Sunday, February 20, 2011

Wolverton's Ecclesiastical History - I Pre-Norman History

We do not know when the first Christian Church was built on the Wolverton Manor. No archaeological evidence so far has been uncovered that might help to answer this question, and there are certainly no written records.

We know that the Christian mission form Rome began in 597 in Kent and it is probable that Christianity spread to Wolverton in the 7th century AD. The early establishments were minsters (from the Latin monasterium) which provided a base for monks to travel outwards on their missionary work. There is no evidence of a Minster near Wolverton. The nearest in Buckinghamshire was at Wing. In Northamptonshire there was one at Higham Ferrers, although not, apparently, at Northampton and another was established in Bedford. The spiritual needs of North Bucks were probably served by one or other of these minsters until the establishment of a church.

As far as this establishment is concerned we can only guess. Saxon church foundations that do survive date, from the 10th and 11th centuries, but it is likely that as Christianity embedded itself some sort of local building was erected to serve the needs of the population. The best guess is that it was a wooden building and in the case of Wolverton it is a reasonable assumption that it was close to the present church of Holy Trinity. What the structure resembled is again pure speculation. Not all Saxon churches, for example,  were complete buildings. Some merely provded some cover for the altar while the congregation gathered in the open air.  Later buildings were more complete, but were usually modest buildings. I imagine that Wolverton's church, serving a population of no more than 200, was an unpretentious structure.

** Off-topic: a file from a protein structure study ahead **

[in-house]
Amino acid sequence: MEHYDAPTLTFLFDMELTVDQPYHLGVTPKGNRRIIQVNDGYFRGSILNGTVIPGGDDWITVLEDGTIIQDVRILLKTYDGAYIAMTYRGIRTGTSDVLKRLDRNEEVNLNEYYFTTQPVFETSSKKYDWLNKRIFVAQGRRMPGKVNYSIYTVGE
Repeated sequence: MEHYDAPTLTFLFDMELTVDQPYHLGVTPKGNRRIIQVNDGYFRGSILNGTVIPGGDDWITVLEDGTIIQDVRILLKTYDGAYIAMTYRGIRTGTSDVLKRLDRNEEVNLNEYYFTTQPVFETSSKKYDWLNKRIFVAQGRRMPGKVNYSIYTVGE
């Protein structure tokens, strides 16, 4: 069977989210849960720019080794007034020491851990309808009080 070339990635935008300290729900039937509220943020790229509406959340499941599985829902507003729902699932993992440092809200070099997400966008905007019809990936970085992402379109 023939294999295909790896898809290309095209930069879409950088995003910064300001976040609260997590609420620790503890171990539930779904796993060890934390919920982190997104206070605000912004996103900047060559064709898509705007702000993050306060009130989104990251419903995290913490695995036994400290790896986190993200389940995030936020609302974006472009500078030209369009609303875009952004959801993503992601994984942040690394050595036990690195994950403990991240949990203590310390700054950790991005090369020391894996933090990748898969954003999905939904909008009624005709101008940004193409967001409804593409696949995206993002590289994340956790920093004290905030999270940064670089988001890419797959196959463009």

Church building only became something that we would recognize as a church after the Norman conquest. The Normans were aggressive and ambitious church builders and most of the cathedrals and churches that we now recognize date from the post Norman period where grand impressive architecture was an imperative. It was a matter of prestige for the new landowners, so it is probable that Mainou, the new baron, built a new church once he became established. There is however, no record that would confirm this.

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